The district has decided to close the pre-kindergarten centers where Bright Beginnings has been offered. If Bright Beginnings is not cut, then the classes will move to other district schools, he said. Teachers will not lose their jobs if that occurs, but other school staff may.

“While we’re relieved not to have to cut more teachers, we’ve still had to cut hundreds of positions from the budget,” Hattabaugh said. “We have had a reduction in force for the past three years and that has meant some very effective district employees have lost their jobs.”



therestofthestory said...

Interesting concept, cutting teachers while the budget goes up and then whine about it when your budget should have been cut becuase many of your classroom expenditures are not producing results proportionally.

You have no idea if $10k per pupil expenditure gives you twice the results that spending $5k per pupil does.

part-time teacher said...

Just another example of the specialized treatment teachers receive at the expense of others.

Anonymous said...

"Who's saved, who's not"

Such a perfect headline for church-going Charlotte, N.C.

Anonymous said...

what gets me is what about the great MR PETER GORMAN?this hole school system is a hot mess.what are they gonna do with the kids?can you believe this is happening?first went prayer now the schools has been kicked under the bus,at the end of the day we may as well be in the libary sitting on the floor.but some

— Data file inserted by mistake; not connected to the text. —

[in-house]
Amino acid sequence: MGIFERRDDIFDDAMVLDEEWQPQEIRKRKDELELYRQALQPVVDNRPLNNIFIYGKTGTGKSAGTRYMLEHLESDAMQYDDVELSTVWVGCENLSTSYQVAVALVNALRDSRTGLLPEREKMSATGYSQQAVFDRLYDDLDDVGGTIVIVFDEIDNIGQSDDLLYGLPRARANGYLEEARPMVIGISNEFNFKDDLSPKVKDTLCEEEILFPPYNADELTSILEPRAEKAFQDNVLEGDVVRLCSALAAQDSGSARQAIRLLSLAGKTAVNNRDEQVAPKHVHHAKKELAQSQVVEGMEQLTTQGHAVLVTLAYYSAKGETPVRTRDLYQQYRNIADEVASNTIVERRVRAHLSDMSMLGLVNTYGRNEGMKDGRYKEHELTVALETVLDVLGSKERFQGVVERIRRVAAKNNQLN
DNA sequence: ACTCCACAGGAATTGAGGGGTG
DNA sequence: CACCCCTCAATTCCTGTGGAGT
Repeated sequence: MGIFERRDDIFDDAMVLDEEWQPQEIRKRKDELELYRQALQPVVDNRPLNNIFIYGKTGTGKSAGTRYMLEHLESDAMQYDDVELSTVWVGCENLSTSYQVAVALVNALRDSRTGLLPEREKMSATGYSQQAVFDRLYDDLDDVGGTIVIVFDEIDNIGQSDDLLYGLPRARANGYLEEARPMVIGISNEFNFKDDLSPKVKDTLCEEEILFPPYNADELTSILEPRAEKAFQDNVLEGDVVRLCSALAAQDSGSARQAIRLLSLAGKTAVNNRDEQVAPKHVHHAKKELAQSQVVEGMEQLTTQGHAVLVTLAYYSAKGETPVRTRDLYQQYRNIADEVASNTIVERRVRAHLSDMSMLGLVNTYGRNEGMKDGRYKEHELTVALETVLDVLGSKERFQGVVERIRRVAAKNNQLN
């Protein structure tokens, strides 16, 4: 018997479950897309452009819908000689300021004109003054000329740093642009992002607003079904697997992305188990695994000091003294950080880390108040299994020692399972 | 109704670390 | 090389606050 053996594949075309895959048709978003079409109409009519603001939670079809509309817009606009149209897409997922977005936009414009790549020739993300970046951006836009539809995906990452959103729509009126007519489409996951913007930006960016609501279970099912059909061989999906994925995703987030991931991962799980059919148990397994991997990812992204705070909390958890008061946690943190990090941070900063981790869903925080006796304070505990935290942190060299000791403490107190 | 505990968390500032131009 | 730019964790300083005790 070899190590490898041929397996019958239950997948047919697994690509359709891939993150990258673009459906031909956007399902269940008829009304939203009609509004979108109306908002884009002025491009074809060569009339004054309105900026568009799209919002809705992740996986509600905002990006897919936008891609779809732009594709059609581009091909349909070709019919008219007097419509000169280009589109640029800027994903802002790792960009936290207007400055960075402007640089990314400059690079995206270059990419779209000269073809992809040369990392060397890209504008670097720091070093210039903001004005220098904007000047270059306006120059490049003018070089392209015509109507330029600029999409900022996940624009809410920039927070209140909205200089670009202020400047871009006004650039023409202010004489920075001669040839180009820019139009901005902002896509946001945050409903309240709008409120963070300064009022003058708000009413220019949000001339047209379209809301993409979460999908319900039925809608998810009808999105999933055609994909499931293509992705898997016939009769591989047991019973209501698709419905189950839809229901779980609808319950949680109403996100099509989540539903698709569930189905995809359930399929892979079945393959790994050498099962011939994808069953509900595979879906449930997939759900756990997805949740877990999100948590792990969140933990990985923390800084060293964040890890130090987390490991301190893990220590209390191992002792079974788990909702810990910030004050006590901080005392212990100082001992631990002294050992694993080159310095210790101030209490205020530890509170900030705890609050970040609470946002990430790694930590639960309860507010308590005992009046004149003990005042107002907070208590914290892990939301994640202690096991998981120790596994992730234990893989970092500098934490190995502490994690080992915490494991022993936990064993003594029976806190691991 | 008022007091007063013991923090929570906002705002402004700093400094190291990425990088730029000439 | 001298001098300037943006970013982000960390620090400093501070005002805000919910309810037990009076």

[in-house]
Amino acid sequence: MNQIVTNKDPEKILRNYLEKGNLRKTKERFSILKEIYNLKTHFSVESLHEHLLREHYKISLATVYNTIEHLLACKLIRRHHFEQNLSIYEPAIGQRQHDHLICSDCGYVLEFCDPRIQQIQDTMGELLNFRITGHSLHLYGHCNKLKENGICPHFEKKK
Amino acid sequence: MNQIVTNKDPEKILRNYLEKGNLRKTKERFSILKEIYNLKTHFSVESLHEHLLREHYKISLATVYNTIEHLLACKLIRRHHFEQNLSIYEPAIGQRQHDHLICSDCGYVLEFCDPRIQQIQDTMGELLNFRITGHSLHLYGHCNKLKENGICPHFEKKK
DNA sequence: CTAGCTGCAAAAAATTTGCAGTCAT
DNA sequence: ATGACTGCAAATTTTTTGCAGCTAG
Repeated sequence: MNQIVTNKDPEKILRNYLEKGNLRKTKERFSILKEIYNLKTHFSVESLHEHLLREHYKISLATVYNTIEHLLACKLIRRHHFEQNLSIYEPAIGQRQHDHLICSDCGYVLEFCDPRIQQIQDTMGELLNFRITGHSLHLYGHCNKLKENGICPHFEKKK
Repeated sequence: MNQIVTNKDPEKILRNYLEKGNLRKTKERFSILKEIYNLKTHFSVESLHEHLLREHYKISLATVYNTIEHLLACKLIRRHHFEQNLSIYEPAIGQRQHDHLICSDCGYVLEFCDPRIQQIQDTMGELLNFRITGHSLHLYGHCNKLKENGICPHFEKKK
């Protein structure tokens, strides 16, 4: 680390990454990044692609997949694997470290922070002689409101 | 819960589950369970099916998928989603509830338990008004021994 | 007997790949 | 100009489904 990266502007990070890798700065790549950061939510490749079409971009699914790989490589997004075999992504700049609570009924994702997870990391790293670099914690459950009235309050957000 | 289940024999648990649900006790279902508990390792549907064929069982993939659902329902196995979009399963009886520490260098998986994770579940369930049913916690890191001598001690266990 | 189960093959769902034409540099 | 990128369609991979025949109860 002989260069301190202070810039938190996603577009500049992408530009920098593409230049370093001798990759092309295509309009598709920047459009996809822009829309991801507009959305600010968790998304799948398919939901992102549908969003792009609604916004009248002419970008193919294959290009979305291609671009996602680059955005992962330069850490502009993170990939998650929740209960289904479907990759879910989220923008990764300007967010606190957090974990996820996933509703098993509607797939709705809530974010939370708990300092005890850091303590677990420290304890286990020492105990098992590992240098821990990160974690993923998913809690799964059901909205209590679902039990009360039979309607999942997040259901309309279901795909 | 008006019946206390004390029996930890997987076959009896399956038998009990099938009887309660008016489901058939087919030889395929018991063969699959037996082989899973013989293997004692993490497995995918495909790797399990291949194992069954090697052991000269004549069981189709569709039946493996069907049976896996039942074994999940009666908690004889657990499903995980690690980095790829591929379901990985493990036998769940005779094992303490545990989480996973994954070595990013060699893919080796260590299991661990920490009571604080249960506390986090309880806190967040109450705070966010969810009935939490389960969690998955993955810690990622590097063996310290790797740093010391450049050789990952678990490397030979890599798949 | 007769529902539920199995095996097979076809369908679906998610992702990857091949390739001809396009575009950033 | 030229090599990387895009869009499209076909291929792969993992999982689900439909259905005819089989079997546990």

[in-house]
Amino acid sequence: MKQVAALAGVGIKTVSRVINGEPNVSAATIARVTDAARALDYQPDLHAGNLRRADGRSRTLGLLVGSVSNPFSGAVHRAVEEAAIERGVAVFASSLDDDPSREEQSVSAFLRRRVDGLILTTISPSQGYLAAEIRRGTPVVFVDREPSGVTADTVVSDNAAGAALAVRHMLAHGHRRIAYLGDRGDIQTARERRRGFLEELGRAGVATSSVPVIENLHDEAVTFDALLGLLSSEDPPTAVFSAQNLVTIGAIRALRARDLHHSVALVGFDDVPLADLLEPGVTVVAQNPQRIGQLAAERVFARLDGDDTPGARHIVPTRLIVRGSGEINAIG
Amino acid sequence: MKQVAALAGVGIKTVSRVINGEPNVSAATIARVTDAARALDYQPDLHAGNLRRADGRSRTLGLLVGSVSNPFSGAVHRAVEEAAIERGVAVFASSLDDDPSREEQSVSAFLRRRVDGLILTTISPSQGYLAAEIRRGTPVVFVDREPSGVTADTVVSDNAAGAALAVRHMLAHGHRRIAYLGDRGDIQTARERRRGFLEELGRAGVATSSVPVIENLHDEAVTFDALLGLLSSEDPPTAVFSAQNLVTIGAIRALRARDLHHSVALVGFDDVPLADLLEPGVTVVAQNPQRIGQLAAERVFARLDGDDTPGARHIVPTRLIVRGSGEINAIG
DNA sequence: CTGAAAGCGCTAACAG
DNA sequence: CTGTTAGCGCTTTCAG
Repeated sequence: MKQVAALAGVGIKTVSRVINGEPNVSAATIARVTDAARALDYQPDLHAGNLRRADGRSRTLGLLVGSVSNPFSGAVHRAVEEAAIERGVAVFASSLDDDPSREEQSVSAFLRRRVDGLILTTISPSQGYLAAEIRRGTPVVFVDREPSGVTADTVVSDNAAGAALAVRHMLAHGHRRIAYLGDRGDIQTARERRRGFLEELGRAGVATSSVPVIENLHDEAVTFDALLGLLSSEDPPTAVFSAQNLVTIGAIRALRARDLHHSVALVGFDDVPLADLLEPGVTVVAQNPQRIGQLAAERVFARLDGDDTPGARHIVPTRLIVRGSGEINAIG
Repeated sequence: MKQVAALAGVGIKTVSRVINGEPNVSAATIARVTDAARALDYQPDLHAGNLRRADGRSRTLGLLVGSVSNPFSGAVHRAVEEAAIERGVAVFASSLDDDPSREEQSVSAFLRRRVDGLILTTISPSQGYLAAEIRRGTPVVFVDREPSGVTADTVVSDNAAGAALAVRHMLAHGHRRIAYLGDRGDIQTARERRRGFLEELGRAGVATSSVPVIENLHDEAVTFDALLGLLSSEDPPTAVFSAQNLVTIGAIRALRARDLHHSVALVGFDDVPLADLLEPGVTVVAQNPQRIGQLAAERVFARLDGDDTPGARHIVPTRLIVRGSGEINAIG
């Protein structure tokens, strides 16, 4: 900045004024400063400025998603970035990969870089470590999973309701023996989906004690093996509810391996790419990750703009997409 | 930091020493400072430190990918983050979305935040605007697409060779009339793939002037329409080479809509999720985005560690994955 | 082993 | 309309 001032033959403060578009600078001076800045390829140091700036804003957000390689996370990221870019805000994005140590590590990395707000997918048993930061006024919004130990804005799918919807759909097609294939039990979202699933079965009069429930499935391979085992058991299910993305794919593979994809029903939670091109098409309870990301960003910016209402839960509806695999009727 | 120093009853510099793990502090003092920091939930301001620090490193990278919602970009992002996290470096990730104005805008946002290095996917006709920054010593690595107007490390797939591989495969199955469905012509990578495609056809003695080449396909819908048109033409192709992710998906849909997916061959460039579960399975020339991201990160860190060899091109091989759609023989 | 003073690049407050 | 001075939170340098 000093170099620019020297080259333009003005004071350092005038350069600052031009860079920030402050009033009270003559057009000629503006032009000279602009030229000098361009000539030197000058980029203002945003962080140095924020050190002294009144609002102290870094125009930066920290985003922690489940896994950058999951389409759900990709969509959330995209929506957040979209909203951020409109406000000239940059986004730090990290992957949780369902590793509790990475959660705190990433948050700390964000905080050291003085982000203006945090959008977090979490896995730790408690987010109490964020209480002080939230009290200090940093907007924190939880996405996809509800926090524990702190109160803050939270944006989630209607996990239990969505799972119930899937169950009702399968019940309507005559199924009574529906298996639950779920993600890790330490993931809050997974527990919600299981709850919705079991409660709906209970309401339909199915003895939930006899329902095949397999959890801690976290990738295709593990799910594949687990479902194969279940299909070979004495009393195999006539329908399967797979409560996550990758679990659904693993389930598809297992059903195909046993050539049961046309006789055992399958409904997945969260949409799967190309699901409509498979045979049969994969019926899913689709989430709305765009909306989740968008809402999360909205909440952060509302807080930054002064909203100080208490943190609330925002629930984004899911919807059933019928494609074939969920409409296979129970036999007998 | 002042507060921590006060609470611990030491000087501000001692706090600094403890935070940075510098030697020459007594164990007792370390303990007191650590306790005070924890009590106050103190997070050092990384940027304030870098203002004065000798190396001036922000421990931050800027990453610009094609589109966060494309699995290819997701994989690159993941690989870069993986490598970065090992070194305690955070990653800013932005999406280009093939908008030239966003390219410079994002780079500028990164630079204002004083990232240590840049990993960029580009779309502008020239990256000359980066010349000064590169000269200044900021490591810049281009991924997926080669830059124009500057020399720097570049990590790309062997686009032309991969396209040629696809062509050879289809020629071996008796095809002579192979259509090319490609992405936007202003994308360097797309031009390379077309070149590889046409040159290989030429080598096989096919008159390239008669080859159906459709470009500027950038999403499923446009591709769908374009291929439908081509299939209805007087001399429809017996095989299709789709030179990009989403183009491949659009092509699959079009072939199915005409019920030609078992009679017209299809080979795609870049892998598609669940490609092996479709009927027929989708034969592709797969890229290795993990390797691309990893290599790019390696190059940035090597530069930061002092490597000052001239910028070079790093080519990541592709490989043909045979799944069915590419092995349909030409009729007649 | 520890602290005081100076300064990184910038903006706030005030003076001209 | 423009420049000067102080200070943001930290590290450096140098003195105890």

of them are closing to.

Wiley Coyote said...

Why CMS is even considering keeping ANY Bright Beginnings classrooms is ridiculous.

Cut it loose, wave goodbye at it and move on.

Anonymous said...

It is so interesting that the whole theme is "No Child Left Behind". However every decision they make in the end the children are the ones that are hurt! Can someone please say AUDIT! CMS needs to be AUDITED.

Anonymous said...

So glad we decided to live in Union County!!! We don't do this to our teachers or students. CMS (Can't Manage Schools) makes this an on going news story. Sad state affairs.

Anonymous said...

Isn't it interesting that some posters just put a few select words in ALL CAPS...almost like it's the same poster, attacking CMS over and over. If you have to use ALL CAPS in a post to try to make your point, you are a hysterical nut case fanatic. Trying to say that cutting the budget and cutting any teacher is a "step back" is teacher union crap. People, this is the way business works...we spent outrageously when NC was a boom state, but we aren't booming anymore. All that wild, reckless spending in the 2000s now translates into cuts. The GOP aren't draconian...they aren't heartless. They are realistic. The time when the professional unions (employee, legal, real estate, teachers, etc.) basically have run the legislature in exchange for votes is over. The general public has finally caught on. The vote-in-exchange-for-my-job-and-pay-increase-and-wonderful-pension game has gotten very, very old. But Gov. Perdue has built her career on paying people and groups off with government money.